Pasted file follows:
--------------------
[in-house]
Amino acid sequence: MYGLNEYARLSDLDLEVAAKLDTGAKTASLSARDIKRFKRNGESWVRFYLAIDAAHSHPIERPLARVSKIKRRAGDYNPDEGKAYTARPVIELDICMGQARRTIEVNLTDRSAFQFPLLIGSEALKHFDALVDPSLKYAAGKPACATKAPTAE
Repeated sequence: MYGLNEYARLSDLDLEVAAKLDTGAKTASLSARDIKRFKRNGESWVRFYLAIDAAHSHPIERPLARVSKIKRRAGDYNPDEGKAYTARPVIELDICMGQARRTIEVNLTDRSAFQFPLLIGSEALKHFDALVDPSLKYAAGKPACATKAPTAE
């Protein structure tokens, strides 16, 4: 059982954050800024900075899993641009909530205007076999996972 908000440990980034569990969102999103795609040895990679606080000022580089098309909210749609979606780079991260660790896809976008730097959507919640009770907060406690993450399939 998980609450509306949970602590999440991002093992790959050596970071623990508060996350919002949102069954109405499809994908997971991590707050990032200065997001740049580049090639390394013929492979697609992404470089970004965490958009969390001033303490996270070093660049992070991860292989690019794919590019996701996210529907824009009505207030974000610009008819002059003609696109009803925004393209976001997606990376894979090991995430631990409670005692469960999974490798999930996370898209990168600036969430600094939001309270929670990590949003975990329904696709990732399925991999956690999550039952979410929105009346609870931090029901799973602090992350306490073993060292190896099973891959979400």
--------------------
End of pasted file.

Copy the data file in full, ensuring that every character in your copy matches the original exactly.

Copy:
[in-house]
Amino acid sequence: MYGLNEYARLSDLDLEVAAKLDTGAKTASLSARDIKRFKRNGESWVRFYLAIDAAHSHPIERPLARVSKIKRRAGDYNPDEGKAYTARPVIELDICMGQARRTIEVNLTDRSAFQFPLLIGSEALKHFDALVDPSLKYAAGKPACATKAPTAE
Repeated sequence: MYGLNEYARLSDLDLEVAAKLDTGAKTASLSARDIKRFKRNGESWVRFYLAIDAAHSHPIERPLARVSKIKRRAGDYNPDEGKAYTARPVIELDICMGQARRTIEVNLTDRSAFQFPLLIGSEALKHFDALVDPSLKYAAGKPACATKAPTAE
């Protein structure tokens, strides 16, 4: 059982954050800024900075899993641009909530205007076999996972 908000440990980034569990969102999103795609040895990679606080000022580089098309909210749609979606780079991260660790896809976008730097959507919640009770907060406690993450399939 998980609450509306949970602590999440991002093992790959050596970071623990508060996350919002949102069954109405499809994908997971991590707050990032200065997001740049580049090639390394013929492979697609992404470089970004965490958009969390001033303490996270070093660049992070991860292989690019794919590019996701996210529907824009009505207030974000610009008819002059003609696109009803925004393209976001997606990376894979090991995430631990409670005692469960999974490798999930996370898209990168600036969430600094939001309270929670990590949003975990329904696709990732399925991999956690999550039952979410929105009346609870931090029901799973602090992350306490073993060292190896099973891959979400």